Is leaky gut syndrome real?
Leaky gut syndrome has become a buzzword in the wellness community, but is it a legitimate medical diagnosis?
“I’m not sure that leaky gut syndrome is real, but a leaky gut could be real,” says gastroenterologist Peter Mannon, MD. He explains that the gut can become "leaky" or more permeable for various reasons, which can have negative implications for our health.
The gut barrier
The lining of our digestive system is impacted by what we consume, including foods and food additives, medications and even environmental pollution. The lining of our gut is home to a complex ecosystem of microorganisms that play a crucial role in maintaining our overall health.
The cells in the gut lining secrete mucus to create a protective layer, shielding it from harmful substances. These cells produce antibiotic peptides to help defend against bacteria.
Furthermore, the gut lining forms a physical barrier that is dynamic, meaning it can allow certain substances in at some times or close tightly to keep harmful ones out. This barrier helps us regulate our exposure to environmental factors and absorb essential nutrients.
When the gut barrier is compromised
Several factors can interfere with the integrity of the gut barrier and cause it to degrade, including:
- Gut infections
- Binge drinking
- High-fat meals
- The use of nonsteroidal anti-inflammatory drugs, or NSAIDs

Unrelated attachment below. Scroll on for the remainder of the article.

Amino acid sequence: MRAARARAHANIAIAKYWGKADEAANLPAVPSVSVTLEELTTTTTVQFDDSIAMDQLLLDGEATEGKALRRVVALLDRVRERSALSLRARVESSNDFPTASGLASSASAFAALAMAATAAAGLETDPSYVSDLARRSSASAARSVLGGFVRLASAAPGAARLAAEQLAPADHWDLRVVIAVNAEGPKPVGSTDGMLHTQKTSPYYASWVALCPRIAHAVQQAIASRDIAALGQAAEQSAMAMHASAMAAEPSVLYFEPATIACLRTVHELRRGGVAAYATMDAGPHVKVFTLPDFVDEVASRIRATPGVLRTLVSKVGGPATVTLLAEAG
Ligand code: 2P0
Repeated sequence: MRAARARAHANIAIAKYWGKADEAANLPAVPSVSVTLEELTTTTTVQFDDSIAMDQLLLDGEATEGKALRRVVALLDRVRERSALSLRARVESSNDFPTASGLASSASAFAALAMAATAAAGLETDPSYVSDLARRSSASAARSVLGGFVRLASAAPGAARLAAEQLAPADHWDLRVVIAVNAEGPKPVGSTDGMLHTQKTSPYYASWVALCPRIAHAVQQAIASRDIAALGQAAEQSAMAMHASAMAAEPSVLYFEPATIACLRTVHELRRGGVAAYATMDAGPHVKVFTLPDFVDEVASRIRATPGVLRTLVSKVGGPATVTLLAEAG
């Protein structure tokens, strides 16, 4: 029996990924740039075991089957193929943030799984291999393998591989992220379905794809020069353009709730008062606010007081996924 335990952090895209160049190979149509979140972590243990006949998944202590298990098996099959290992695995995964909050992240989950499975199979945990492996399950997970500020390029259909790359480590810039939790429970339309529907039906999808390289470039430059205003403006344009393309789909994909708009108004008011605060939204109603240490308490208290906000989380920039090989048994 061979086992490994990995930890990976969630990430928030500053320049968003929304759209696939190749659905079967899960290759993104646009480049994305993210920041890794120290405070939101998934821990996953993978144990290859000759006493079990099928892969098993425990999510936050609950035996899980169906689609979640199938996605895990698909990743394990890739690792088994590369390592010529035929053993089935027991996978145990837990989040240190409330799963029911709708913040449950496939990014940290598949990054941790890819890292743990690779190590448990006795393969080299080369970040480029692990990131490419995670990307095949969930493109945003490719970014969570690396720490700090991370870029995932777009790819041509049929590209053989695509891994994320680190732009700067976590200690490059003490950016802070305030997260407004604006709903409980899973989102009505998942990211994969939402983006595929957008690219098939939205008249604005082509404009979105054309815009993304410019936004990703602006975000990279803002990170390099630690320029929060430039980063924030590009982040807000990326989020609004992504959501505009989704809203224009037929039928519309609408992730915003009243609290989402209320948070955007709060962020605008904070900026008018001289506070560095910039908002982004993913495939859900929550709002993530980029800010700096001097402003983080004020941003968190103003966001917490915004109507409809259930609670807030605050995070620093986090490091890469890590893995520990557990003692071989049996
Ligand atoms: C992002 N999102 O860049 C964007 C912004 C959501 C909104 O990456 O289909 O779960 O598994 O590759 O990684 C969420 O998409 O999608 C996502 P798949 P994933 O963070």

Additionally, certain diseases like inflammatory bowel disease, Crohn's disease or ulcerative colitis can cause chronic gut inflammation, further compromising the gut barrier. When the gut barrier is compromised, harmful substances can enter the body, triggering an immune response and leading to increased inflammation.
If left unaddressed, a leaky gut can lead to a chronic low-grade inflammatory state, which has been linked to the development of various health conditions, including heart disease, diabetes, fatty liver disease, high cholesterol and hyperlipidemia.
Maintaining a healthy gut
So, what can we do to keep our gut healthy? It all starts with our diet, according to Dr. Mannon.
“One of the most important things is avoiding processed food if you can because studies and preclinical models have shown some of the food additives we use for shelf life, mouth feel and coloring can degrade the gut barrier,” he says. “It’s a topic of intense interest whether our modern food science and food processing has guided us so far that we’ve actually made food less healthy through processing and additives.”
Dr. Mannon also advises limiting sugar and fat and consuming a wide range of fibrous foods. Fiber-rich foods provide nourishment for the beneficial bacteria in our gut, promoting a healthy gut barrier. These include:
- Fruits and vegetables
- Seeds and nuts
- Whole grains
In conclusion, leaky gut syndrome may not be an officially recognized medical condition, but the concept of a compromised gut barrier is indeed real. By understanding the factors that can lead to a leaky gut and taking steps to support a healthy gut barrier, we can potentially mitigate the risk of developing chronic inflammation and associated health conditions.